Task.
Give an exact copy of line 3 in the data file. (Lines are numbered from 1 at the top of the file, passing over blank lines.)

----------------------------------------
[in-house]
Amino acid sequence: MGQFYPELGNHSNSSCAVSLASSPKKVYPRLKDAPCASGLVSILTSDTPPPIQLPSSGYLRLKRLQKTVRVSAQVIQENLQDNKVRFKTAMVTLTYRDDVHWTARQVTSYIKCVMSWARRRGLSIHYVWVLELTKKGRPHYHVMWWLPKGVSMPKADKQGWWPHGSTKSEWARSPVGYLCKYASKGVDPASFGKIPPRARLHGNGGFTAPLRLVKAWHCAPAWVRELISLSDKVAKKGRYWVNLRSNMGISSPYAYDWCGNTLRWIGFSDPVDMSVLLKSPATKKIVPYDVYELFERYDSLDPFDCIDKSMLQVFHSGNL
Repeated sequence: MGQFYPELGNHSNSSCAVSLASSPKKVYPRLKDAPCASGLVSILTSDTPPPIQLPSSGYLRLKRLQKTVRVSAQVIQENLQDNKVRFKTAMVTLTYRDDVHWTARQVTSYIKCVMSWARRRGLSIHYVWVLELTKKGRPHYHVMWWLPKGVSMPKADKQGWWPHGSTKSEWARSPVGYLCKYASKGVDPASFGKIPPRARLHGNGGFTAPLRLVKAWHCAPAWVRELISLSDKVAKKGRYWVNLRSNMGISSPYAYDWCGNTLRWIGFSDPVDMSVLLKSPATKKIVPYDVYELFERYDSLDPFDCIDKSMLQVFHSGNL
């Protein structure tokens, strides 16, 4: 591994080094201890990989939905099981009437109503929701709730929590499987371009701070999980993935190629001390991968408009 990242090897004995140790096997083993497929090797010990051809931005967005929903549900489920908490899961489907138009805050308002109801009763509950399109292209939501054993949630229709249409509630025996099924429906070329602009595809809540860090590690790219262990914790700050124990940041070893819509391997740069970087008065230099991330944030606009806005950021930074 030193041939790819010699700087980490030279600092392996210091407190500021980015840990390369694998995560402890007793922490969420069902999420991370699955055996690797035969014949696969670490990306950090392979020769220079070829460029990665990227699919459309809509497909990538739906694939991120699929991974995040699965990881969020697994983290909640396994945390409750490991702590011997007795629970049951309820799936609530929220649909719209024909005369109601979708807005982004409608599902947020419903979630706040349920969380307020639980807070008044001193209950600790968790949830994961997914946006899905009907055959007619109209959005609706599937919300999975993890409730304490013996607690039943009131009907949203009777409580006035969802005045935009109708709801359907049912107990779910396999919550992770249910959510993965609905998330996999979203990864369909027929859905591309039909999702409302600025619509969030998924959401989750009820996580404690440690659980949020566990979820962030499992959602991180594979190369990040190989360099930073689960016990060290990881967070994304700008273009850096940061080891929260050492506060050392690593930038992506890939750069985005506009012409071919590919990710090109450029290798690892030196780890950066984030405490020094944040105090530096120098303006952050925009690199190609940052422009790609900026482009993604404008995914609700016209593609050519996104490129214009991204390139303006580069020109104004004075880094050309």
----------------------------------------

Repeated sequence: MGQFYPELGNHSNSSCAVSLASSPKKVYPRLKDAPCASGLVSILTSDTPPPIQLPSSGYLRLKRLQKTVRVSAQVIQENLQDNKVRFKTAMVTLTYRDDVHWTARQVTSYIKCVMSWARRRGLSIHYVWVLELTKKGRPHYHVMWWLPKGVSMPKADKQGWWPHGSTKSEWARSPVGYLCKYASKGVDPASFGKIPPRARLHGNGGFTAPLRLVKAWHCAPAWVRELISLSDKVAKKGRYWVNLRSNMGISSPYAYDWCGNTLRWIGFSDPVDMSVLLKSPATKKIVPYDVYELFERYDSLDPFDCIDKSMLQVFHSGNL